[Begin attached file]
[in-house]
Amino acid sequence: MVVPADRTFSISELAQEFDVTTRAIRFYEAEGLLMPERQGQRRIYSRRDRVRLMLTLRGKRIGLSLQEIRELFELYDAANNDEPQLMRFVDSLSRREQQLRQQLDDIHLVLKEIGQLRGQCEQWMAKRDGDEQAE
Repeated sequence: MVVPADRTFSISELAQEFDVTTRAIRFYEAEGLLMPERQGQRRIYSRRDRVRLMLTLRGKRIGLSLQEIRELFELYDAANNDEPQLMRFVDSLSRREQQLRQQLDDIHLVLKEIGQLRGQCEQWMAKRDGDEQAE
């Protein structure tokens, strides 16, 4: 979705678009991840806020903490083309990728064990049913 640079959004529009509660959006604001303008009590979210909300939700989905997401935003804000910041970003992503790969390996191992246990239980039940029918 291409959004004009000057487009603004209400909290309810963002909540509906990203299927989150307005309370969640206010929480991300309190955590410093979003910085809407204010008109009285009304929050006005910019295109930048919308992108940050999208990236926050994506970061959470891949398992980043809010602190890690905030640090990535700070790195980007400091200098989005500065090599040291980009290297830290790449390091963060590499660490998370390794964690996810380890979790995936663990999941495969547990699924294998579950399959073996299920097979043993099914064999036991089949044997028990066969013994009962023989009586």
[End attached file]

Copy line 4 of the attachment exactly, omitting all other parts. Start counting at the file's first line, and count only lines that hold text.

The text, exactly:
């Protein structure tokens, strides 16, 4: 979705678009991840806020903490083309990728064990049913 640079959004529009509660959006604001303008009590979210909300939700989905997401935003804000910041970003992503790969390996191992246990239980039940029918 291409959004004009000057487009603004209400909290309810963002909540509906990203299927989150307005309370969640206010929480991300309190955590410093979003910085809407204010008109009285009304929050006005910019295109930048919308992108940050999208990236926050994506970061959470891949398992980043809010602190890690905030640090990535700070790195980007400091200098989005500065090599040291980009290297830290790449390091963060590499660490998370390794964690996810380890979790995936663990999941495969547990699924294998579950399959073996299920097979043993099914064999036991089949044997028990066969013994009962023989009586």